Background: We aimed to assess the care and outcome of patients with minor injuries who were managed by a nurse practitioner or a junior doctor in our accident and emergency department.
Methods: 1453 eligible patients, over age 16 years, who presented at our department with minor injuries were randomly assigned care by a nurse practitioner (n=704) or by a junior doctor (n=749). Each patient was first assessed by the nurse practitioner or junior doctor who did a clinical assessment; the assessments were transcribed afterwards to maintain masked conditions. Patients were then assessed by an experienced accident and emergency physician (research registrar) who completed a research assessment, but took no part in the clinical management of the patient. A standard form was used to compare the clinical assessment of the nurse practitioner or junior doctor with the assessment of the research registrar. The primary outcome measure was the adequacy of care (history taking, examination of patient, interpretation of radiographs, treatment decision, advice, and follow-up).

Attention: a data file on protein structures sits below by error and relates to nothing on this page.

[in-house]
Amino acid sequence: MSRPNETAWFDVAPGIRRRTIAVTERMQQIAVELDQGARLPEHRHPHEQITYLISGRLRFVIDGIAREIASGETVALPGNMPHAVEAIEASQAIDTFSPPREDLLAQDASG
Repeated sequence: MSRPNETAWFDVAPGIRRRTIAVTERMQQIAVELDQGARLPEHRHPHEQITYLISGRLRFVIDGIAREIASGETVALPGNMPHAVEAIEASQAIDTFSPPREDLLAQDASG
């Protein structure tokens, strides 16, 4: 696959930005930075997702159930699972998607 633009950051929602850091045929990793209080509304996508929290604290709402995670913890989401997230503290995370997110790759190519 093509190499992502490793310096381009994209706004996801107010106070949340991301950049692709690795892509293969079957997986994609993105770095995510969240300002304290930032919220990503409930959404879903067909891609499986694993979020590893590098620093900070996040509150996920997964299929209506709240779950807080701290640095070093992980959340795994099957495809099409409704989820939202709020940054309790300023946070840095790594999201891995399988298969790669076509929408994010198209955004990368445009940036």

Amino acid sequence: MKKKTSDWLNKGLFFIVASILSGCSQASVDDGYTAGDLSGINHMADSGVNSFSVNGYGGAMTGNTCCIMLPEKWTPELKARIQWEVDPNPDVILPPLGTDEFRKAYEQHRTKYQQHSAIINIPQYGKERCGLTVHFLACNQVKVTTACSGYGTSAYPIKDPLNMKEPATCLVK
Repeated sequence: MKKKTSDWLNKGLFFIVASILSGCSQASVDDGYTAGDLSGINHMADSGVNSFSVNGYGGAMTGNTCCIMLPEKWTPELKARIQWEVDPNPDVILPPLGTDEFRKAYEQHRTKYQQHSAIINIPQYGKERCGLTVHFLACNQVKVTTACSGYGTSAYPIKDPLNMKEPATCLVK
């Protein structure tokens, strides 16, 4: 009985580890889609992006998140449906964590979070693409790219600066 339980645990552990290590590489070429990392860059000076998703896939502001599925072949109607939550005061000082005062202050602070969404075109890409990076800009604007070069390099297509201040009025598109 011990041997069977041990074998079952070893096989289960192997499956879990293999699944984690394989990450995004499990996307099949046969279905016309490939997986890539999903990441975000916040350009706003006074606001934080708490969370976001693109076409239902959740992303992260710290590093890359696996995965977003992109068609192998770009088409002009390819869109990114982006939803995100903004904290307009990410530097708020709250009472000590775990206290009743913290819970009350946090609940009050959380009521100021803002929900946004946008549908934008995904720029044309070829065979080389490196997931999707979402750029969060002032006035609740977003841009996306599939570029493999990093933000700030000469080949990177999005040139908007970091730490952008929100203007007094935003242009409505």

Findings: Compared with the rigorous standard of the experienced accident and emergency research registrar, nurse practitioners and junior doctors made clinically important errors in 65 (9.2%) of 704 patients and in 80 (10.7%) of 749 patients, respectively. This difference was not significant. The nurse practitioners were better than junior doctors at recording medical history and fewer patients seen by a nurse practitioner had to seek unplanned follow-up advice about their injury. There were no significant differences between nurse practitioners and junior doctors in the accuracy of examination, adequacy of treatment, planned follow-up, or requests for radiography. Interpretation of radiographs was similar in the two groups.
Interpretation: Properly trained accident and emergency nurse practitioners, who work within agreed guidelines can provide care for patients with minor injuries that is equal or in some ways better than that provided by junior doctors.